Images 1 and 2. The interior of Convocation House looking south and north, resp. 9 March 2015. Photos by David Iliff. Licence: CC-BY-SA 3.0. Source: Wikimedia Commons: 1 and 2.
Convocation is the name given to 'the great Congregation' including both regent and non-regent masters of the University, that is to way, all holders of masters degrees recognized by the colleges of Oxford, irrespective of whether they are currently teaching in the University. Before 1508, it exercised the supreme legislative authority of the University. Subsequently overshadowed by Congregation , it was reinstated as the highest authority by Title X of the Laudian Statutes of 1636. The Victoria County History summarizes the resulting status of Convocation as follows:
‘Convocation was to consist of the Chancellor or Vice-Chancellor, the proctors, and regent and non-regent doctors and masters. Its functions were to accept or reject any motion respecting statutes, &c., of the Hebdomadal Board after it had been submitted to Congregation; to elect officers, professors, and public lecturers; to nominate delegates; to grant dispensations; to present to benefices; to examine accounts; to control the letting of lands; to dispatch letters to royalty, &c.; to grant honorary degrees and to deprive offenders of degrees.’*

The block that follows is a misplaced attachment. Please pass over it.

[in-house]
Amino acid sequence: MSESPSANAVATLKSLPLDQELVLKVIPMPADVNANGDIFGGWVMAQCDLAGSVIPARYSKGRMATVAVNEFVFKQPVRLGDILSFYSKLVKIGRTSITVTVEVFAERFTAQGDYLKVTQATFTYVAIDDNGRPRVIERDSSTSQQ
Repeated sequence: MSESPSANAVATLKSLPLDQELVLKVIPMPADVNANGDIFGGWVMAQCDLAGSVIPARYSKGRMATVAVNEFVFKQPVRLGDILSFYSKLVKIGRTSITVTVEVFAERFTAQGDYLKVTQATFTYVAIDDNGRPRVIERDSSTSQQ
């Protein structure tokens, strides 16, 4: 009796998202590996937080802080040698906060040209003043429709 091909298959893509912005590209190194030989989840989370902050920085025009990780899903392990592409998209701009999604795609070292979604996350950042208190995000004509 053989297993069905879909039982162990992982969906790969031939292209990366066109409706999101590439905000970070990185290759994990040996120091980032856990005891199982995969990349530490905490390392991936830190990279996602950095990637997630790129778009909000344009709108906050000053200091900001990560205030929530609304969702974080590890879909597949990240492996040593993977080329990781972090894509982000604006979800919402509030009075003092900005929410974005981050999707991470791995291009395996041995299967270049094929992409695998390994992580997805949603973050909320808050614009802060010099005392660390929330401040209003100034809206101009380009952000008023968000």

After 1636, Congregation was reduced to handling more routine business: ‘Its functions were to deliberate on the resolutions of the Hebdomadal Board; to grant graces, and, in certain cases, dispensations; to admit to degrees; to grant incorporations; and to give letters testimonial.’*
Convocation House was built in 1634-7 to house the meetings of Convocation, which had previously met in the University Church and then in Congregation House (built c. 1320 to the northeast of the church tower). It is entered from the east, via the Divinity School. The woodwork - including the panelling, stalls, and vice-chancellor's throne at the north end - is all from the seventeenth century, but the fan vault was added in 1758-9. Shortly after it opened, the House of Commons met in this chamber, returning again during periods of plague in London in the 1660s and 1680s.
* H E Salter and Mary D Lobel, eds., An Account of the University of Oxford: Its History, Buildings, Colleges and Halls [= Victoria County History: Oxfordshire, vol. 3] (London, 1954), ch. 1.
Credits: Howard Hotson, Sept. 2016.